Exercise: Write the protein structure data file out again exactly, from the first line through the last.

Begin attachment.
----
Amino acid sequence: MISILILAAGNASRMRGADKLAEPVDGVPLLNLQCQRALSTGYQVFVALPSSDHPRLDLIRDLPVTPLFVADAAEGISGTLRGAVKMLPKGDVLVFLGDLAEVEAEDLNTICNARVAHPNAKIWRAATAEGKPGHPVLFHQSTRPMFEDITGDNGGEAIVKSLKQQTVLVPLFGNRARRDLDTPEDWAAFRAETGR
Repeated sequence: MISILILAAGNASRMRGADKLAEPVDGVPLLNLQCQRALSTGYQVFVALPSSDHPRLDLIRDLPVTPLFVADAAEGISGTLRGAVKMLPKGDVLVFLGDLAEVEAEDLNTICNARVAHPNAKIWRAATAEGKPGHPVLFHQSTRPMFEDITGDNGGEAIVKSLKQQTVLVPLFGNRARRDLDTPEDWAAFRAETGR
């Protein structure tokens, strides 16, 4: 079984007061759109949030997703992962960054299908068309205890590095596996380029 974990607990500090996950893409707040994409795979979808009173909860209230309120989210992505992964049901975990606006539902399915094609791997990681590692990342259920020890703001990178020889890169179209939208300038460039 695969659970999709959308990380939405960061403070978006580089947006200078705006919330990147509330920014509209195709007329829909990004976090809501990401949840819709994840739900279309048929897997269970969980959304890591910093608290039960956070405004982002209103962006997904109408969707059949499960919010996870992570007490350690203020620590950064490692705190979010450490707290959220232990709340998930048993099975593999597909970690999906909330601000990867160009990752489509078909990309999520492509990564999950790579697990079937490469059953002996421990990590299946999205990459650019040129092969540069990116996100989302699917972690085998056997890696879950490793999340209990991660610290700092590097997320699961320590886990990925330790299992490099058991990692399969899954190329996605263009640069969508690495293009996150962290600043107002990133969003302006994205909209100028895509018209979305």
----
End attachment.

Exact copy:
Amino acid sequence: MISILILAAGNASRMRGADKLAEPVDGVPLLNLQCQRALSTGYQVFVALPSSDHPRLDLIRDLPVTPLFVADAAEGISGTLRGAVKMLPKGDVLVFLGDLAEVEAEDLNTICNARVAHPNAKIWRAATAEGKPGHPVLFHQSTRPMFEDITGDNGGEAIVKSLKQQTVLVPLFGNRARRDLDTPEDWAAFRAETGR
Repeated sequence: MISILILAAGNASRMRGADKLAEPVDGVPLLNLQCQRALSTGYQVFVALPSSDHPRLDLIRDLPVTPLFVADAAEGISGTLRGAVKMLPKGDVLVFLGDLAEVEAEDLNTICNARVAHPNAKIWRAATAEGKPGHPVLFHQSTRPMFEDITGDNGGEAIVKSLKQQTVLVPLFGNRARRDLDTPEDWAAFRAETGR
């Protein structure tokens, strides 16, 4: 079984007061759109949030997703992962960054299908068309205890590095596996380029 974990607990500090996950893409707040994409795979979808009173909860209230309120989210992505992964049901975990606006539902399915094609791997990681590692990342259920020890703001990178020889890169179209939208300038460039 695969659970999709959308990380939405960061403070978006580089947006200078705006919330990147509330920014509209195709007329829909990004976090809501990401949840819709994840739900279309048929897997269970969980959304890591910093608290039960956070405004982002209103962006997904109408969707059949499960919010996870992570007490350690203020620590950064490692705190979010450490707290959220232990709340998930048993099975593999597909970690999906909330601000990867160009990752489509078909990309999520492509990564999950790579697990079937490469059953002996421990990590299946999205990459650019040129092969540069990116996100989302699917972690085998056997890696879950490793999340209990991660610290700092590097997320699961320590886990990925330790299992490099058991990692399969899954190329996605263009640069969508690495293009996150962290600043107002990133969003302006994205909209100028895509018209979305």